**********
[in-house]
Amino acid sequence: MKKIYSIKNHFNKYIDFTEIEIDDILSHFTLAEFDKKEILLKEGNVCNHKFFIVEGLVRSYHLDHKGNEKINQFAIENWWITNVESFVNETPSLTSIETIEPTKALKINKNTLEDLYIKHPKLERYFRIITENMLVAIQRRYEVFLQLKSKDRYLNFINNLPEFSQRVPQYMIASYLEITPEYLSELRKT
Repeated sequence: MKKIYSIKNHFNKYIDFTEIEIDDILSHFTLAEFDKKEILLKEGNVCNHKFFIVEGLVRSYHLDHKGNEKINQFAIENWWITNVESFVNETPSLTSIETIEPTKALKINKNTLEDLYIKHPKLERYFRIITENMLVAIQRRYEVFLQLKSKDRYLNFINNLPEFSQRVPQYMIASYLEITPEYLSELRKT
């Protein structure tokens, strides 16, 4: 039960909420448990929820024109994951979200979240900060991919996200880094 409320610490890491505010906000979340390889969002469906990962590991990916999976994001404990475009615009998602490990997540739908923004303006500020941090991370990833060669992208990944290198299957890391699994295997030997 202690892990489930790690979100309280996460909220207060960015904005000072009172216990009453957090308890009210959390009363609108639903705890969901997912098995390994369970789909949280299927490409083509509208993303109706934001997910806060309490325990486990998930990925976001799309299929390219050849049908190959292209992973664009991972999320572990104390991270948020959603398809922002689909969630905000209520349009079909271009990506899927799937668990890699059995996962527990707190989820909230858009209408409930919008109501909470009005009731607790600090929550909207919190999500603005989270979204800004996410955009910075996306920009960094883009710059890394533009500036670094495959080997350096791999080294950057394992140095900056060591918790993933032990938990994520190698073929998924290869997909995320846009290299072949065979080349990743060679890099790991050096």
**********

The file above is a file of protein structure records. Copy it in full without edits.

[in-house]
Amino acid sequence: MKKIYSIKNHFNKYIDFTEIEIDDILSHFTLAEFDKKEILLKEGNVCNHKFFIVEGLVRSYHLDHKGNEKINQFAIENWWITNVESFVNETPSLTSIETIEPTKALKINKNTLEDLYIKHPKLERYFRIITENMLVAIQRRYEVFLQLKSKDRYLNFINNLPEFSQRVPQYMIASYLEITPEYLSELRKT
Repeated sequence: MKKIYSIKNHFNKYIDFTEIEIDDILSHFTLAEFDKKEILLKEGNVCNHKFFIVEGLVRSYHLDHKGNEKINQFAIENWWITNVESFVNETPSLTSIETIEPTKALKINKNTLEDLYIKHPKLERYFRIITENMLVAIQRRYEVFLQLKSKDRYLNFINNLPEFSQRVPQYMIASYLEITPEYLSELRKT
């Protein structure tokens, strides 16, 4: 039960909420448990929820024109994951979200979240900060991919996200880094 409320610490890491505010906000979340390889969002469906990962590991990916999976994001404990475009615009998602490990997540739908923004303006500020941090991370990833060669992208990944290198299957890391699994295997030997 202690892990489930790690979100309280996460909220207060960015904005000072009172216990009453957090308890009210959390009363609108639903705890969901997912098995390994369970789909949280299927490409083509509208993303109706934001997910806060309490325990486990998930990925976001799309299929390219050849049908190959292209992973664009991972999320572990104390991270948020959603398809922002689909969630905000209520349009079909271009990506899927799937668990890699059995996962527990707190989820909230858009209408409930919008109501909470009005009731607790600090929550909207919190999500603005989270979204800004996410955009910075996306920009960094883009710059890394533009500036670094495959080997350096791999080294950057394992140095900056060591918790993933032990938990994520190698073929998924290869997909995320846009290299072949065979080349990743060679890099790991050096």